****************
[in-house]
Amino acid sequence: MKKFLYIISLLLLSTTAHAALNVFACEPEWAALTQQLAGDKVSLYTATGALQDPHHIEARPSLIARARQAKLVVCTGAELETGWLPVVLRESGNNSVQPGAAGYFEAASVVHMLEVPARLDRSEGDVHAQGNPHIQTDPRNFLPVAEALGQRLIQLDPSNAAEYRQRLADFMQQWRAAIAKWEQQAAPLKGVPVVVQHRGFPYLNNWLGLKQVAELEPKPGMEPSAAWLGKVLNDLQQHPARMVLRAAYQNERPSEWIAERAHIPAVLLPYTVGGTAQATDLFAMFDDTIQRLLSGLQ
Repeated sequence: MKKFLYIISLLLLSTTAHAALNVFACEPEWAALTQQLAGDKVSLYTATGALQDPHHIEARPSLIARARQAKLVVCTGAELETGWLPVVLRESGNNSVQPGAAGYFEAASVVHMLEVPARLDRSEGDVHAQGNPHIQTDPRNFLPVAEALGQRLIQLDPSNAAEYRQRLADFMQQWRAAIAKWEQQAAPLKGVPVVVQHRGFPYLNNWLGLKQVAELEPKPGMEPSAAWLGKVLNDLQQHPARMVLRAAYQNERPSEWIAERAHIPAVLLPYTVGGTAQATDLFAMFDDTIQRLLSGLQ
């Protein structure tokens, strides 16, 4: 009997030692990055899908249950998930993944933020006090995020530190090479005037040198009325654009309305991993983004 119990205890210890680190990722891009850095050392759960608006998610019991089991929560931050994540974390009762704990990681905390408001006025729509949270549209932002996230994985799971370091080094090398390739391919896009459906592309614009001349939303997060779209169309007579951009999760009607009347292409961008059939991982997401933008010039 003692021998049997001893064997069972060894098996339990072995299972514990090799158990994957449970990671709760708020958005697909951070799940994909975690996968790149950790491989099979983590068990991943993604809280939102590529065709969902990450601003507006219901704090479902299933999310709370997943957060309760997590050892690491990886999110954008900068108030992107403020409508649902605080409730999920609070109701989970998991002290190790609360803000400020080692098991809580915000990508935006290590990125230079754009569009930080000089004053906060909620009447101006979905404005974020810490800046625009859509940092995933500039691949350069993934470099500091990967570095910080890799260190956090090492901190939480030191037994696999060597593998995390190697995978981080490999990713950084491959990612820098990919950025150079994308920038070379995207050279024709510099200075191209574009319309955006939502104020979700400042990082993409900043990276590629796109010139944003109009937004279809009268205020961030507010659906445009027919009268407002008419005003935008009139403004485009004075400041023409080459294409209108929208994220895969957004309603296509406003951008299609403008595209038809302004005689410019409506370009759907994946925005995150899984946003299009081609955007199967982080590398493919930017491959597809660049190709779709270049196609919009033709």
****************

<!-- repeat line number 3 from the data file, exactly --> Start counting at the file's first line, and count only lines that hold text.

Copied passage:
Repeated sequence: MKKFLYIISLLLLSTTAHAALNVFACEPEWAALTQQLAGDKVSLYTATGALQDPHHIEARPSLIARARQAKLVVCTGAELETGWLPVVLRESGNNSVQPGAAGYFEAASVVHMLEVPARLDRSEGDVHAQGNPHIQTDPRNFLPVAEALGQRLIQLDPSNAAEYRQRLADFMQQWRAAIAKWEQQAAPLKGVPVVVQHRGFPYLNNWLGLKQVAELEPKPGMEPSAAWLGKVLNDLQQHPARMVLRAAYQNERPSEWIAERAHIPAVLLPYTVGGTAQATDLFAMFDDTIQRLLSGLQ